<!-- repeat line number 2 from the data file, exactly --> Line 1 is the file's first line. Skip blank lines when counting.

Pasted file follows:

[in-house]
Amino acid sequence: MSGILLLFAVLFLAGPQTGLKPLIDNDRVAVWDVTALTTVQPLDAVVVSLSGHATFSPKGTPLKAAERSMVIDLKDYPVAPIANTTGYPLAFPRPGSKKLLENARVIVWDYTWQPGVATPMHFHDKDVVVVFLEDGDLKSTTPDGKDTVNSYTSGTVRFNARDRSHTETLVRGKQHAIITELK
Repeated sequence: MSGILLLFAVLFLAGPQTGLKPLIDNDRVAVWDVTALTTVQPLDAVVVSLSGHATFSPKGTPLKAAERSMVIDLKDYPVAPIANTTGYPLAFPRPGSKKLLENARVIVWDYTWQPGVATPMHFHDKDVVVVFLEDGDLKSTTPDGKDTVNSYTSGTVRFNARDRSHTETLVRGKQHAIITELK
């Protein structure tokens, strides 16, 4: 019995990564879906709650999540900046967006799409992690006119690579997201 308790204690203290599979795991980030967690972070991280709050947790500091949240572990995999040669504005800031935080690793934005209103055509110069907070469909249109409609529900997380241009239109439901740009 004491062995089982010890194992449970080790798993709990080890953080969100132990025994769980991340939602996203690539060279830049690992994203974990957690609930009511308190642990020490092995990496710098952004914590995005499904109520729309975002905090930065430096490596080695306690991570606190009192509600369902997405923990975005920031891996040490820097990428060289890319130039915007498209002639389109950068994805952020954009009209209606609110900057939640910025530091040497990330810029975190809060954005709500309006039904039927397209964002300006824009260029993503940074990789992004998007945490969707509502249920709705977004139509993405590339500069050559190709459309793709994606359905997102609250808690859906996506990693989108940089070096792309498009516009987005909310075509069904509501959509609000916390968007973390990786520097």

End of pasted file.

Amino acid sequence: MSGILLLFAVLFLAGPQTGLKPLIDNDRVAVWDVTALTTVQPLDAVVVSLSGHATFSPKGTPLKAAERSMVIDLKDYPVAPIANTTGYPLAFPRPGSKKLLENARVIVWDYTWQPGVATPMHFHDKDVVVVFLEDGDLKSTTPDGKDTVNSYTSGTVRFNARDRSHTETLVRGKQHAIITELK